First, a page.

2 Samuel 22: Notes from the NRSV version indicate that this chapter is actually a psalm and is essentially the same as Psalm 18. According to the scholars this was actually written “long after David’s time” (p. 478). Interesting little tidbit. Verses 1-20 focus on God rescuing the psalmist (assuming it’s supposed to be David). Verses 21-51 focus on David’s military activities. Overall the psalmist is thanking and praising God for being there to help.
This is an interesting read. There’s actually some natural events addressed here.
8 The earth rocked and shook; the sky’s foundations trembled and reeled because of God’s anger. 9 Smoke went up from God’s nostrils; out of his mouth came a devouring fire; flaming coals blazed out in front of him! 10 God parted the skies and came down; thick darkness was beneath his feet. 11 God mounted the heavenly creatures and flew; he was seen on the wind’s wings. 12 God made darkness his covering; water gathered in dense clouds! 13 Coals of fire blazed out of the brightness before him. 14 The Lord thundered from heaven; the Most High made his voice heard. 15 God shot arrows, scattering the enemy; he sent the lightning and whipped them into confusion. 16 The seabeds were exposed; the earth’s foundations were laid bare at the Lord’s rebuke, at the angry blast of air coming from his nostrils.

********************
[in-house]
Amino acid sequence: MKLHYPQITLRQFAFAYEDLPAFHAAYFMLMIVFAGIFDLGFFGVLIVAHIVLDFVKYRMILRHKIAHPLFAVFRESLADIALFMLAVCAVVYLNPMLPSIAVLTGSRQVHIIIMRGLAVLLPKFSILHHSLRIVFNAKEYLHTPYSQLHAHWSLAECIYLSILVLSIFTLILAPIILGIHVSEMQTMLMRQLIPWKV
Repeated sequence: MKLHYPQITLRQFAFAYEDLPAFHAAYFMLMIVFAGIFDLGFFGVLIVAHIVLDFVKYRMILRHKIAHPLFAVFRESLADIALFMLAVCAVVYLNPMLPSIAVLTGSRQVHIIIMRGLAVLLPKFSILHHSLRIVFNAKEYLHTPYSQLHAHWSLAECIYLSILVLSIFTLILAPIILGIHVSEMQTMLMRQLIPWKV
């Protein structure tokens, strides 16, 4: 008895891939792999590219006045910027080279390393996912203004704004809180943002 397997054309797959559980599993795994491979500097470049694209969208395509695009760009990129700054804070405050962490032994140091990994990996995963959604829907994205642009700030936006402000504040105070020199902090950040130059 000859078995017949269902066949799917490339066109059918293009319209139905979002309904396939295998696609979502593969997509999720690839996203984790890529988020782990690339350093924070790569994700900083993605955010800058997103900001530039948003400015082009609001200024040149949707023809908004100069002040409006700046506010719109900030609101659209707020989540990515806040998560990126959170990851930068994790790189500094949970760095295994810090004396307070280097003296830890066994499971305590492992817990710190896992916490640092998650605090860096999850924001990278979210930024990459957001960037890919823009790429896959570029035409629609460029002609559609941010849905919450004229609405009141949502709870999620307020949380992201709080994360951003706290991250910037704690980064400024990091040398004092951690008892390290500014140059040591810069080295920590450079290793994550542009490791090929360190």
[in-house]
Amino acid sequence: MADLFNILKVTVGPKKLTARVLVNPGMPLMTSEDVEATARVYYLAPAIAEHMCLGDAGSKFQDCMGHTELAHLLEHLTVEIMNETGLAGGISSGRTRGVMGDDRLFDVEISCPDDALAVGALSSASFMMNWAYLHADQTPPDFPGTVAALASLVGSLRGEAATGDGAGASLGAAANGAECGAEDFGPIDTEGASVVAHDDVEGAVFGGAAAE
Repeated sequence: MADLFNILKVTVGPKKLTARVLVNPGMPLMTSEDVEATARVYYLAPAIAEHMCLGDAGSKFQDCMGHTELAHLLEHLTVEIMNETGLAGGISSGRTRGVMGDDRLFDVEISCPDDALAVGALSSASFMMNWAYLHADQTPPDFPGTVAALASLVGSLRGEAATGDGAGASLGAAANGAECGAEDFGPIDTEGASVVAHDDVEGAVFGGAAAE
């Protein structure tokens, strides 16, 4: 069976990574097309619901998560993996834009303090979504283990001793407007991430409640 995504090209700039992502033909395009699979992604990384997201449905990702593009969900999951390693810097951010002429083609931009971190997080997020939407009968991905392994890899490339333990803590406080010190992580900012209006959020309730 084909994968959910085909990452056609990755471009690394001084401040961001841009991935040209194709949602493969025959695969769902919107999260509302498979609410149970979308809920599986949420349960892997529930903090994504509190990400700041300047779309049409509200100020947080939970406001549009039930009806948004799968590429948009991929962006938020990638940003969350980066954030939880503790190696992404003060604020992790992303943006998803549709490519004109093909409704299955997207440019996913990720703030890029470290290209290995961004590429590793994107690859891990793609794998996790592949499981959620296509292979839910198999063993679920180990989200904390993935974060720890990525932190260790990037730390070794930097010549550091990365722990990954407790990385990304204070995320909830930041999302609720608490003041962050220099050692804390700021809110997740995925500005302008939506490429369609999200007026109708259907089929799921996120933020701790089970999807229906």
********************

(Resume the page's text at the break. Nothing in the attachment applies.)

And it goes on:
It reads like a description of an earthquake or volcanic eruption. The most interesting part is that the prevailing thought was that events like this were caused by God or gods (depending on your religion). Now the prevailing thought is natural explanations, not supernatural. But this is interesting.
2 Samuel 23: David’s last words. Verses 1-7 focus on David’s recognition of everything God did for him. Verses 8-39 focus on his warriors throughout his time of fighting.
2 Samuel 24: The last chapter in 2 Samuel is a little confusing. It starts with God being mad at Israel and he seems to ask David to take a census of the people in Israel and Judah. Once that’s done, David is upset and says he’s sinned. He asks for forgiveness from God, who makes him choose between three punishments. He picks the 3 day plague. God stops this early and then the text describes David building an altar to God to get him to stop the plague.
In other words, God wanted David to do something, David did it, David felt bad, God punishes David (and the people), God feels bad and stops on his own, and then David builds an altar to God which makes him stop the plague. Um…ok.
2 Corinthians 10: Paul begins to directly defend himself including his words and his actions, both of which are criticized by false prophets. I like that he is making it clear that he will continue to focus on what he needs to focus on, which is spreading Christ’s message.